Once the video has been made, it has to get out to its potential viewers. This is usually done by emailing a link to staff or embedding the video on the flexible benefits website. “Staff tend to watch videos between 8am and 9am, and between 5pm and 6pm, as well as at lunchtime,” says Towers Watson’s Bird. “Most will watch at lunchtime, but for a shorter timespan of four minutes 20 seconds. This helps inform when we send out emails.”

Bandwidth is another consideration. “This is a problem if 10,000 people are trying to access a video at the same time,” says Carman. If the content is not confidential, employers can use YouTube, but few feel comfortable about this. Elliott says: “If it is confidential, use websites such as or You can invite people to view and not worry about hosting the video.”

Ultimately, video is simply one strand of a multi-media approach. “It is primarily seasoning, rather than huge amounts of information,” says Throp. “Employees’ attention span is too short.”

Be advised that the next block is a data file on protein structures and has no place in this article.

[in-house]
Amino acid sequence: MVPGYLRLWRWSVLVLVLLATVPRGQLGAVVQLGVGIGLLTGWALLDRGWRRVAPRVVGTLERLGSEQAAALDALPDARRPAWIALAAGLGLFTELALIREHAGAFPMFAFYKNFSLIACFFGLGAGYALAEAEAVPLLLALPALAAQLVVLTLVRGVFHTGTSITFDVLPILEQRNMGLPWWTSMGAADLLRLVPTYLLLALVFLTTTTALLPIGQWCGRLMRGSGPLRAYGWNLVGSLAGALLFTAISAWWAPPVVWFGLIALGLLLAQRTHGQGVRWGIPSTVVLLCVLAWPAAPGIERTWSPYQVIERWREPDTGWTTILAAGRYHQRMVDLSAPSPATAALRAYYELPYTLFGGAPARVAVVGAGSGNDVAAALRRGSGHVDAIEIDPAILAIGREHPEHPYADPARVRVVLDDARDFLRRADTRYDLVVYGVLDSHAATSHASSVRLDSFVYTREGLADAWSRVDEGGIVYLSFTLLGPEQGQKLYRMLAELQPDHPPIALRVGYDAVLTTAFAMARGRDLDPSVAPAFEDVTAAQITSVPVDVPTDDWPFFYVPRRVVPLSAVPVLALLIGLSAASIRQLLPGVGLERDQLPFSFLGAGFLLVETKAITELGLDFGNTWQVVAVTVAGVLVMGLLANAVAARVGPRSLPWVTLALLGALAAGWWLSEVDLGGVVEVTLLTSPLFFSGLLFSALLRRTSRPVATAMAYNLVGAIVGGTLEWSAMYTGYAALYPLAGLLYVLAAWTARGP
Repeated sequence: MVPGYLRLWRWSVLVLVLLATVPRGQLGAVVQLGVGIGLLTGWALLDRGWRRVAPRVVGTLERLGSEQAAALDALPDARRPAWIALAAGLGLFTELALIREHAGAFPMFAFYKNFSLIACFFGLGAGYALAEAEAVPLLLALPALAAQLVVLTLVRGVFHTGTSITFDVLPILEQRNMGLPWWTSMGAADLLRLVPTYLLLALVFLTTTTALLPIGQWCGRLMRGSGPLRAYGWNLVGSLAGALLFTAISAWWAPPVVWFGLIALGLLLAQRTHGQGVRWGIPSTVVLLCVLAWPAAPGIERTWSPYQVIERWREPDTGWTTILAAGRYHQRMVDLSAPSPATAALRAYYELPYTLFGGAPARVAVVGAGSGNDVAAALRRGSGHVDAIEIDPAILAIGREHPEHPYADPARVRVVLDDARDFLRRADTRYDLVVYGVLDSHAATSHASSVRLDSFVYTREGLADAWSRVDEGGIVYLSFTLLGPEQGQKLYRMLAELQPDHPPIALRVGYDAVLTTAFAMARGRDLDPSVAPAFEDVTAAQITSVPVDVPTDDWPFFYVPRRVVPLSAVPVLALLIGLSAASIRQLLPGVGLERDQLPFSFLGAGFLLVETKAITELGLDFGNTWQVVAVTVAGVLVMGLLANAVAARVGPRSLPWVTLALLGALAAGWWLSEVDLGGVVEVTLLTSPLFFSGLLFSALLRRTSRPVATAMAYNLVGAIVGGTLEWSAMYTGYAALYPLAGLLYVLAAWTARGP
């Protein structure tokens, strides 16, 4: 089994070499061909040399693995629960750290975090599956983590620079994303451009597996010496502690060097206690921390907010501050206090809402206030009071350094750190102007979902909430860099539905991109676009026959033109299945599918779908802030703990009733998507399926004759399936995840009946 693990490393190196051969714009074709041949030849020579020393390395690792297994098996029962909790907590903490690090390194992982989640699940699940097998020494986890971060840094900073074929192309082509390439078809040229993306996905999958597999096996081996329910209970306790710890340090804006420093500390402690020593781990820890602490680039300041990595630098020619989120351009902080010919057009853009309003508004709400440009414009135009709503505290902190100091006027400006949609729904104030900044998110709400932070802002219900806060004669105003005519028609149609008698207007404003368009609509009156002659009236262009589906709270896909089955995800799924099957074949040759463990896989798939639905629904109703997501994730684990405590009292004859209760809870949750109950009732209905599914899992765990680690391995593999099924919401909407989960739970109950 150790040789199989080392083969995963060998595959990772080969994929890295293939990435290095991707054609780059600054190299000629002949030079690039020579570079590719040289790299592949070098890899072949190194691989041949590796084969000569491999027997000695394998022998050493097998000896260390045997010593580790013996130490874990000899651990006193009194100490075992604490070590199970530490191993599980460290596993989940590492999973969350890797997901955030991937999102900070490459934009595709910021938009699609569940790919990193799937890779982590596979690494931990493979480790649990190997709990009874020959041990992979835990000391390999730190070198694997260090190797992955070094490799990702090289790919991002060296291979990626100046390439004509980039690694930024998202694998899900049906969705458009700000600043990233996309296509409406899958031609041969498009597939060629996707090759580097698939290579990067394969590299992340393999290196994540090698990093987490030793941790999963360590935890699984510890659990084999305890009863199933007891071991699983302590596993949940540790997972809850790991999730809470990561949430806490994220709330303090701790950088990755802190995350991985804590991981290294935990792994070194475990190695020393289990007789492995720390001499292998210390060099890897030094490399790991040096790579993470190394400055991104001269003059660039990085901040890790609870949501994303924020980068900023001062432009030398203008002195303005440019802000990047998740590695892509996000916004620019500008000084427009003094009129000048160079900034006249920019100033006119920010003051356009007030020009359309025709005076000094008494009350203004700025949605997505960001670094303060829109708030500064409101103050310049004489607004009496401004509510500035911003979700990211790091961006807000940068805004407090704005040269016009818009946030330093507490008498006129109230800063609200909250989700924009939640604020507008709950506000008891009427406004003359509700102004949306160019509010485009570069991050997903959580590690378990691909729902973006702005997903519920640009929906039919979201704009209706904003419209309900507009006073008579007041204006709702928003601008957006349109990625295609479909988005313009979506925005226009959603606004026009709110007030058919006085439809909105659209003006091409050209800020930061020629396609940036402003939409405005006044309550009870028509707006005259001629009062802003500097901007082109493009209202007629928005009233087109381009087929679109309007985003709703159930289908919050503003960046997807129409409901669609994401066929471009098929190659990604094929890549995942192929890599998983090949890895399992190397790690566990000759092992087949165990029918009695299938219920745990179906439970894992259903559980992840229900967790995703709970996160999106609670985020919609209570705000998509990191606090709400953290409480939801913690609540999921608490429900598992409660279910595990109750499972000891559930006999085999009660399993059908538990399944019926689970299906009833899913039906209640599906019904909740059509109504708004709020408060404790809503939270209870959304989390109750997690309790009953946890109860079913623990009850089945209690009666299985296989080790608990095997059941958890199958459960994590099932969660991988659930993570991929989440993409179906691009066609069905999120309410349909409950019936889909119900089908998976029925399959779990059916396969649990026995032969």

Questions to ask when considering using video

• Who is your audience?
• What is/are the prime message(s) you are trying to communicate?
• What do you see as the advantages and benefits of using video?
• Will a video really be better than print or a web page?
• Is this part of a larger communication strategy?
• How will the video be distributed or shown?
• What is your organisation’s policy on accessing social media?
• Are there any video streaming bandwidth constraints?
• Who will host the video?
• How will your audience view the video?
• Are there opportunities to use video throughout the year?
• What is your budget?
Source: Edenred